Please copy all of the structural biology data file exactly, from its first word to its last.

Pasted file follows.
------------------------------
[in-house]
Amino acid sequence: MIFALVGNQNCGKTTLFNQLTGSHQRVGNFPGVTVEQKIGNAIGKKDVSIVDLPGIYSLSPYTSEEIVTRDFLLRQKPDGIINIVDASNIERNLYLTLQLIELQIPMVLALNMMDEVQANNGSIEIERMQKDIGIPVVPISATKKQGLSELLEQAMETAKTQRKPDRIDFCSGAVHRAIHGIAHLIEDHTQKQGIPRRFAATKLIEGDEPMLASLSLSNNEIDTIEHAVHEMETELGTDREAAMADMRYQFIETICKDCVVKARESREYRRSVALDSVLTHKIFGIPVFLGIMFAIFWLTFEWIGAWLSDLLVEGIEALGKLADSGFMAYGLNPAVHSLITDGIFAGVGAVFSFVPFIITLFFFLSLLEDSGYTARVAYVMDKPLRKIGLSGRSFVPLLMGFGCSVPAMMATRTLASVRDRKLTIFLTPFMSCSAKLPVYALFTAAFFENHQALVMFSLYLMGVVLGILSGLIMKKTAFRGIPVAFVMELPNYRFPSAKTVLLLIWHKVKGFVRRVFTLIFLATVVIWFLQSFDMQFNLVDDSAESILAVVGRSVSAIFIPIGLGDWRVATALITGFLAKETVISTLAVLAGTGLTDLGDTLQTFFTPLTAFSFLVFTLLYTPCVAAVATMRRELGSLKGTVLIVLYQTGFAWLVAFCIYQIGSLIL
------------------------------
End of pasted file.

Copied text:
[in-house]
Amino acid sequence: MIFALVGNQNCGKTTLFNQLTGSHQRVGNFPGVTVEQKIGNAIGKKDVSIVDLPGIYSLSPYTSEEIVTRDFLLRQKPDGIINIVDASNIERNLYLTLQLIELQIPMVLALNMMDEVQANNGSIEIERMQKDIGIPVVPISATKKQGLSELLEQAMETAKTQRKPDRIDFCSGAVHRAIHGIAHLIEDHTQKQGIPRRFAATKLIEGDEPMLASLSLSNNEIDTIEHAVHEMETELGTDREAAMADMRYQFIETICKDCVVKARESREYRRSVALDSVLTHKIFGIPVFLGIMFAIFWLTFEWIGAWLSDLLVEGIEALGKLADSGFMAYGLNPAVHSLITDGIFAGVGAVFSFVPFIITLFFFLSLLEDSGYTARVAYVMDKPLRKIGLSGRSFVPLLMGFGCSVPAMMATRTLASVRDRKLTIFLTPFMSCSAKLPVYALFTAAFFENHQALVMFSLYLMGVVLGILSGLIMKKTAFRGIPVAFVMELPNYRFPSAKTVLLLIWHKVKGFVRRVFTLIFLATVVIWFLQSFDMQFNLVDDSAESILAVVGRSVSAIFIPIGLGDWRVATALITGFLAKETVISTLAVLAGTGLTDLGDTLQTFFTPLTAFSFLVFTLLYTPCVAAVATMRRELGSLKGTVLIVLYQTGFAWLVAFCIYQIGSLIL